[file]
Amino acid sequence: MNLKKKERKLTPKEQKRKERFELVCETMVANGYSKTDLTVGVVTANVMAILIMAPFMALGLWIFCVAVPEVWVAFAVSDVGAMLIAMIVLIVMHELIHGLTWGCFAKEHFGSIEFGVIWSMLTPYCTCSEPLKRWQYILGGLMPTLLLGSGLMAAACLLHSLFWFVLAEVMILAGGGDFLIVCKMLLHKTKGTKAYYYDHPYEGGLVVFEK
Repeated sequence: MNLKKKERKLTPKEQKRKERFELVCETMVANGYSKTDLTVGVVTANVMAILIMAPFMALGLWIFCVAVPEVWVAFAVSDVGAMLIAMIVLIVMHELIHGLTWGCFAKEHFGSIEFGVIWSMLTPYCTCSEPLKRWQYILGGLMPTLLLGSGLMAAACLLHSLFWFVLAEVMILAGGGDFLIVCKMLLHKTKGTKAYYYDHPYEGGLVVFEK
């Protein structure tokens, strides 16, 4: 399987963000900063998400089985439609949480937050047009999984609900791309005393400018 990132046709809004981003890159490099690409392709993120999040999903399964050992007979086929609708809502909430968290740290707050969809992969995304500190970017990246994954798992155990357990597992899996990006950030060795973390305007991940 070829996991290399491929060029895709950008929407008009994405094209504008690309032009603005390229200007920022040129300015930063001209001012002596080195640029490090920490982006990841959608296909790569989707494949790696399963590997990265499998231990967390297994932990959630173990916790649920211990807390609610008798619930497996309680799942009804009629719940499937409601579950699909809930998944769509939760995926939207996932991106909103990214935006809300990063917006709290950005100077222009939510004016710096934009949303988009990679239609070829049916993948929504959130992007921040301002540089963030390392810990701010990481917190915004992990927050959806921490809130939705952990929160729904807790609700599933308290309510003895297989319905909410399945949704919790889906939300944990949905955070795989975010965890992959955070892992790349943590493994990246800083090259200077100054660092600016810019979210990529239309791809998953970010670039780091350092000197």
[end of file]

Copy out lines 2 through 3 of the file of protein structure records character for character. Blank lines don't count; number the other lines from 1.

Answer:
Repeated sequence: MNLKKKERKLTPKEQKRKERFELVCETMVANGYSKTDLTVGVVTANVMAILIMAPFMALGLWIFCVAVPEVWVAFAVSDVGAMLIAMIVLIVMHELIHGLTWGCFAKEHFGSIEFGVIWSMLTPYCTCSEPLKRWQYILGGLMPTLLLGSGLMAAACLLHSLFWFVLAEVMILAGGGDFLIVCKMLLHKTKGTKAYYYDHPYEGGLVVFEK
């Protein structure tokens, strides 16, 4: 399987963000900063998400089985439609949480937050047009999984609900791309005393400018 990132046709809004981003890159490099690409392709993120999040999903399964050992007979086929609708809502909430968290740290707050969809992969995304500190970017990246994954798992155990357990597992899996990006950030060795973390305007991940 070829996991290399491929060029895709950008929407008009994405094209504008690309032009603005390229200007920022040129300015930063001209001012002596080195640029490090920490982006990841959608296909790569989707494949790696399963590997990265499998231990967390297994932990959630173990916790649920211990807390609610008798619930497996309680799942009804009629719940499937409601579950699909809930998944769509939760995926939207996932991106909103990214935006809300990063917006709290950005100077222009939510004016710096934009949303988009990679239609070829049916993948929504959130992007921040301002540089963030390392810990701010990481917190915004992990927050959806921490809130939705952990929160729904807790609700599933308290309510003895297989319905909410399945949704919790889906939300944990949905955070795989975010965890992959955070892992790349943590493994990246800083090259200077100054660092600016810019979210990529239309791809998953970010670039780091350092000197």